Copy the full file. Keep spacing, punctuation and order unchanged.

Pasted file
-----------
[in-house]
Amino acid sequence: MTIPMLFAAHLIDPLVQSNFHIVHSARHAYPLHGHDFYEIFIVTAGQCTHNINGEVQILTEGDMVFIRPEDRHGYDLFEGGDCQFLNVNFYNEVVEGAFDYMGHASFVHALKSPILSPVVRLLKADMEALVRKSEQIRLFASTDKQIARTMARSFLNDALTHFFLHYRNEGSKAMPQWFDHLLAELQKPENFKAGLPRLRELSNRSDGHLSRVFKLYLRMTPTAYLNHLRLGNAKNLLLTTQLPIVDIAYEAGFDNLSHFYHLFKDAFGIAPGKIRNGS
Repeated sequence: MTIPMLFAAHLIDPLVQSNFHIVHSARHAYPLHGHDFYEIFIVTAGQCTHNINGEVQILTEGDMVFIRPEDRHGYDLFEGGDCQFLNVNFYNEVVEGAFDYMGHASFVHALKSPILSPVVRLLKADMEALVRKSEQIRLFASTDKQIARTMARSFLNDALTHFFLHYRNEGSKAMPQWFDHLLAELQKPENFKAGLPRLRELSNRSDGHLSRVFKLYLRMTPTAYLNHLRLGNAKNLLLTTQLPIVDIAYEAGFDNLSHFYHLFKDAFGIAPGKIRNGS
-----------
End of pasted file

[in-house]
Amino acid sequence: MTIPMLFAAHLIDPLVQSNFHIVHSARHAYPLHGHDFYEIFIVTAGQCTHNINGEVQILTEGDMVFIRPEDRHGYDLFEGGDCQFLNVNFYNEVVEGAFDYMGHASFVHALKSPILSPVVRLLKADMEALVRKSEQIRLFASTDKQIARTMARSFLNDALTHFFLHYRNEGSKAMPQWFDHLLAELQKPENFKAGLPRLRELSNRSDGHLSRVFKLYLRMTPTAYLNHLRLGNAKNLLLTTQLPIVDIAYEAGFDNLSHFYHLFKDAFGIAPGKIRNGS
Repeated sequence: MTIPMLFAAHLIDPLVQSNFHIVHSARHAYPLHGHDFYEIFIVTAGQCTHNINGEVQILTEGDMVFIRPEDRHGYDLFEGGDCQFLNVNFYNEVVEGAFDYMGHASFVHALKSPILSPVVRLLKADMEALVRKSEQIRLFASTDKQIARTMARSFLNDALTHFFLHYRNEGSKAMPQWFDHLLAELQKPENFKAGLPRLRELSNRSDGHLSRVFKLYLRMTPTAYLNHLRLGNAKNLLLTTQLPIVDIAYEAGFDNLSHFYHLFKDAFGIAPGKIRNGS